Cruce Tectum

Cruce tectum, hidden under the cross, a blog for Epiphany Lutheran Church, Dorr, Michigan

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Location: Dorr, Michigan

Sunday, July 17, 2011

Fifth Sunday after Pentecost


Fifth Sunday after Pentecost (A – Proper 11)

July 17, 2011
Text: Is. 44:6-8

Beloved in the Lord, this morning the LORD speaks to us of the First Commandment through the mouth and pen of the Prophet Isaiah. “Thus says the LORD, the King of Israel and his Redeemer, the LORD of hosts: ‘I am the first and I am the last; besides me there is no god” (Is. 44:6; ESV; emphasis added)! When God first gave the Ten Commandments to Moses and the children of Israel, He said, “I am the LORD your God, who brought you out of the land of Egypt, out of the house of slavery” (Ex. 20:2). Therefore, on the basis of this great redemption, on the basis of the fact that no other god has been able to deliver you, because no other god exists, on the basis of the fact that I have purchased you to be my very own people, “You shall have no other gods before me” (v. 3). “What does this mean? We should fear, love, and trust in God above all things” (Luther's Small Catechism [St. Louis: Concordia, 1986]).

“You shall have no other gods before me.” Before me. The kids who went to Higher Things last week know the theological Latin phrase for this, Coram Deo, the theme of our conference. It means “before God” or “in the presence of God” or “in the face of God” or “in God’s sight.” Thus the First Commandment does NOT mean that we can have other gods as long as we put God first and don’t put the other gods before Him. No, it means this: You shall have no other gods in the presence of the one true God. Get them out of His face! Get them out of His sight! You are not to have any other god at all! Because the one true God, Father, Son, and Holy Spirit, has redeemed you to be His own people. As He brought the children of Israel out of slavery in Egypt, He has brought you out of slavery to sin and death. It cost Him the blood of His Son, Jesus Christ. It had to be done, because apart from Jesus, coram Deo, before God, you are an unrighteous sinner, a vicious enemy of God, and a stinking corpse. But now that Christ has shed His precious blood for you, buying you back for God, and now that you are baptized into that reality, baptized into Christ, into His death and resurrection, nownow you stand coram Deo, before God, as God’s own child, righteous, with the righteousness of Jesus Christ, His Son. Therefore you are to have no other gods. You are always in the presence of God, coram Deo, and in that presence, He alone is to be your God. He is jealous for you. He will not share you. You are to fear Him above all things. You are to love Him above all things. You are to trust in Him above all things (which is what faith is, by the way). Because He put you above all things to make you His own.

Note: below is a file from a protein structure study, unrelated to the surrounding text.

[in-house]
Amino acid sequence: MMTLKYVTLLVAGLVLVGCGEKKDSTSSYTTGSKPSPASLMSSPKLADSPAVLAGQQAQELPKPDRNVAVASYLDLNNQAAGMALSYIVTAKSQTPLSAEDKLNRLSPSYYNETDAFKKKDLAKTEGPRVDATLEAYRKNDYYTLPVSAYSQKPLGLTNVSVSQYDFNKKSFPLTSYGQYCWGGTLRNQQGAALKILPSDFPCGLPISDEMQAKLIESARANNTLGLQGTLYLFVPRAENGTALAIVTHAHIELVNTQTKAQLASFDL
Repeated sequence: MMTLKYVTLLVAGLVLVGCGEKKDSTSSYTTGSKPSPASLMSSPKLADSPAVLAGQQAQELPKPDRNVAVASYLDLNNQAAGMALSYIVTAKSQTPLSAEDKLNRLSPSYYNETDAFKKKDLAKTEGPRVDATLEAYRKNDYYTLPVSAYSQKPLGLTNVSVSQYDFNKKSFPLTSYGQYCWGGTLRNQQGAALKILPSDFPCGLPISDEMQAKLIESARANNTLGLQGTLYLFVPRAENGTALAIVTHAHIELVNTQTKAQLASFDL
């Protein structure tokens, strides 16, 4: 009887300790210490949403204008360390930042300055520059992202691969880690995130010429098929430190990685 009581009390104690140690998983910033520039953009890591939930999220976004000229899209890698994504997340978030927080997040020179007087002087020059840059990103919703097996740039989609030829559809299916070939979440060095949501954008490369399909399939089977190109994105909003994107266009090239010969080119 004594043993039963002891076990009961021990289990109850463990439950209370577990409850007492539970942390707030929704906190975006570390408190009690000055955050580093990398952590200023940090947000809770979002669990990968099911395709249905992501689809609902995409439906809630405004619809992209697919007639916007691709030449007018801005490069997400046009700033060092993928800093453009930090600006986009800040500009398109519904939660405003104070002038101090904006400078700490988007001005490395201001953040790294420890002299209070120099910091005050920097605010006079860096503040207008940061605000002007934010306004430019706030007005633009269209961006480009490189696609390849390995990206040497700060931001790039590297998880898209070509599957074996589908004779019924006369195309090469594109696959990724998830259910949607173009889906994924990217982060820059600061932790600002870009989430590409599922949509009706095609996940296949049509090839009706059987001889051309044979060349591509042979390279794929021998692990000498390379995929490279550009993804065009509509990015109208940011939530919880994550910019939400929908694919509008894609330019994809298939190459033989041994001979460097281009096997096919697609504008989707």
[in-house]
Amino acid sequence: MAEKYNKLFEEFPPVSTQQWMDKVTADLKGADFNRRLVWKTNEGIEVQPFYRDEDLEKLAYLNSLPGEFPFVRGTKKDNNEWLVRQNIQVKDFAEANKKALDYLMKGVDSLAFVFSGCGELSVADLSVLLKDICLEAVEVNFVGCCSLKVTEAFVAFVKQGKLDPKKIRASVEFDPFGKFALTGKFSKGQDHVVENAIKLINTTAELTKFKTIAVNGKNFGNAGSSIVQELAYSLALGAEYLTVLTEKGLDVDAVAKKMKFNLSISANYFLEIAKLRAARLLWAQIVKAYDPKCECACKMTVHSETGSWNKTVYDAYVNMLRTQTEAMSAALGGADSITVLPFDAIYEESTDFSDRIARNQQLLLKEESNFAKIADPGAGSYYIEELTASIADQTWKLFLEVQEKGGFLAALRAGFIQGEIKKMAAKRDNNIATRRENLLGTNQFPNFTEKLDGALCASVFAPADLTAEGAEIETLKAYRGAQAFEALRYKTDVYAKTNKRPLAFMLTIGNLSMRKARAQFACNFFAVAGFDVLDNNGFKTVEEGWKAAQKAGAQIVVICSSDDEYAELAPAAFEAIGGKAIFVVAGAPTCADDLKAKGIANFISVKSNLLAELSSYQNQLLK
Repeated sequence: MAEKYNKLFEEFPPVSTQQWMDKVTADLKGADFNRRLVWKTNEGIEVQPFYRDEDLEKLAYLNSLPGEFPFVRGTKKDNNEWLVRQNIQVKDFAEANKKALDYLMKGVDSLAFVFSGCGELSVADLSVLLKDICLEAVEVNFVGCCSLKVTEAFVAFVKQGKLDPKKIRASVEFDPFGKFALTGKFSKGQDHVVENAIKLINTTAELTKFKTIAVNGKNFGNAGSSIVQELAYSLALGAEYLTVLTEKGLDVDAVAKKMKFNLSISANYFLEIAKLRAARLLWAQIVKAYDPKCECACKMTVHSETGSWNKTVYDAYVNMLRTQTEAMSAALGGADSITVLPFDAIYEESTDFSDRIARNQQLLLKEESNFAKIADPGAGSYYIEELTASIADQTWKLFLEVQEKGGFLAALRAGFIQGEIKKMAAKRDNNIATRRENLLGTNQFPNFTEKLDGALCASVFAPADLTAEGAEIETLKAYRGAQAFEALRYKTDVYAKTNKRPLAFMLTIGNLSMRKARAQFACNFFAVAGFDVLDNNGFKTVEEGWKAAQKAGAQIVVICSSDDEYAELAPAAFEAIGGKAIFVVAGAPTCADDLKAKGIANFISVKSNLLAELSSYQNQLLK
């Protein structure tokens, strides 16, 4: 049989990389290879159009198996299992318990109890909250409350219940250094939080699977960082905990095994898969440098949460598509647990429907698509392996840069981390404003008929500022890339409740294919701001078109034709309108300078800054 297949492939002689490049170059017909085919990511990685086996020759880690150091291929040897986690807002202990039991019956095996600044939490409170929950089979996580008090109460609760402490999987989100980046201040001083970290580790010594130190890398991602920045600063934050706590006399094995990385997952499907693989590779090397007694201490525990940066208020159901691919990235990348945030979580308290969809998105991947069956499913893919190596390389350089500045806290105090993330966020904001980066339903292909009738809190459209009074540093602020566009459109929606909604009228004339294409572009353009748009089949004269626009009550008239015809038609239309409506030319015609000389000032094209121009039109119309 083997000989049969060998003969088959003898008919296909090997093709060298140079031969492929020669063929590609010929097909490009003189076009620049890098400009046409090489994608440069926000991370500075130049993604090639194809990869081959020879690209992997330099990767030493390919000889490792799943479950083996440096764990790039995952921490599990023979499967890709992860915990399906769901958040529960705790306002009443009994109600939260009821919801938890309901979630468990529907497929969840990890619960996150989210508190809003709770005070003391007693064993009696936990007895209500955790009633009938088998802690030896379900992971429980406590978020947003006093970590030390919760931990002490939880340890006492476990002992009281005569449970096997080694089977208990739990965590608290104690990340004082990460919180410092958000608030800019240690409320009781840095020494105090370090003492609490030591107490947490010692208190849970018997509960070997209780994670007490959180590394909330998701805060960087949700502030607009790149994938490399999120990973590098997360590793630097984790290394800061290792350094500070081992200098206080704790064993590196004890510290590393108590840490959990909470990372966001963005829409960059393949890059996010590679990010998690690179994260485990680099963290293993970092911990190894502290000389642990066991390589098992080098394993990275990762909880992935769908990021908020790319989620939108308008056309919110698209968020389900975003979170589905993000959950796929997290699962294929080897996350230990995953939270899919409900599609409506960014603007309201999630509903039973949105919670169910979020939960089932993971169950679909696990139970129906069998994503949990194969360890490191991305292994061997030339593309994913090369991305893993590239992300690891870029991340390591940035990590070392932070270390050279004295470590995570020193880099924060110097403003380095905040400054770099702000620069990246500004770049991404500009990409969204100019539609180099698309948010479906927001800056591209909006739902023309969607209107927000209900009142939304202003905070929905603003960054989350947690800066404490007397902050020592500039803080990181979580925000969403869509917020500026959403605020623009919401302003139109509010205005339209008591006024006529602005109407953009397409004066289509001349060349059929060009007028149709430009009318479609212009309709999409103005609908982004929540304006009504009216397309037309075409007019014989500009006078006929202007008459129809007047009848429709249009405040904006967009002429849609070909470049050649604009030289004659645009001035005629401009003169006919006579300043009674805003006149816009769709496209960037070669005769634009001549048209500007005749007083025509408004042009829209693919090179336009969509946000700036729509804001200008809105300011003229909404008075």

Well, you may be saying, the good news is, Pastor, that I only worship the one true God. I only come to church here. I only pray to Father, Son, and Holy Spirit. I don’t pray to the god of the Muslims or the Jews or the many gods of the other false religions. I don’t have any figurines carved of wood and stone to which I pray. So I have this commandment pretty much in the bag. I don’t have a problem with idolatry… Really? Of course, it’s true that there is such a thing as blatant idolatry, blatant worshiping of false gods, whether they’re carved from wood or stone or are the more sophisticated gods of the other world religions. Israel was guilty of this blatant idolatry, worshiping the idols of the nations in Canaan, and as a result, God sent them into exile in Assyria and Babylon. Isaiah was sent into this very context as God’s prophet, to announce God’s judgment against idolatry and to comfort the exiles with God’s promise to restore them as His people and redeem them from their sin. Israel’s idolatry serves as a warning to us in the New Testament Church. So if you’ve avoided that kind of blatant idol worship, good for you! But as you know, that doesn’t get you off the hook. Because a god is whatever you fear, love, and trust the most. Our society, for example, ever since the so-called age of Enlightenment, has displaced God with science and reason. Science and reason are two of the chief gods of this age. Health, wealth, and prosperity are three more in the pantheon. Sex and self-determination (autonomy) are two of the favorite deities in our culture. “It’s my life and my body and I’ll do what I want with it!” But the problem is not just society or culture or other people. It’s you. Because even though you do a good job keeping the First Commandment outwardly, even though you attend church regularly and publicly decry the evils of society, inside you are full of idolatry. Really. What do you fear? What do you love? What do you trust? That’s your god. It can be a thing. It can be a person. It can be (and is!) yourself. It is all of those things. If you’re counting on your 401-k or Social Security to provide for you in your later years, you’ve made those things into your gods. It’s not wrong to have them, but they could be gone tomorrow. God will provide for you. Trust Him alone. Money is a big god for Christians. Sex, too. If you love fornication, if you love looking at pornography (which, by the way, is demonic… it allows demons to come and wreak havoc with you), if you love these things even though you know they grieve your God, you have displaced Him with perversion. People can be gods, when you love your family or friends more than you love God, or trust them more, or even fear them more. Stuff can be gods, especially when you covet, because you are counting on the thing you covet to fulfill you and make you happy and whole. And of course, the main god universally worshiped among us is the self. That is, in fact, the definition of sin. It is to place the self before God as god. That is what Adam and Eve were seeking in the Garden. That is what you seek every time you sin. You say to God, “I will be my own God, thank you very much. I will decide what is good and what is evil. I will determine my own course. And as a matter of fact, I will save myself.”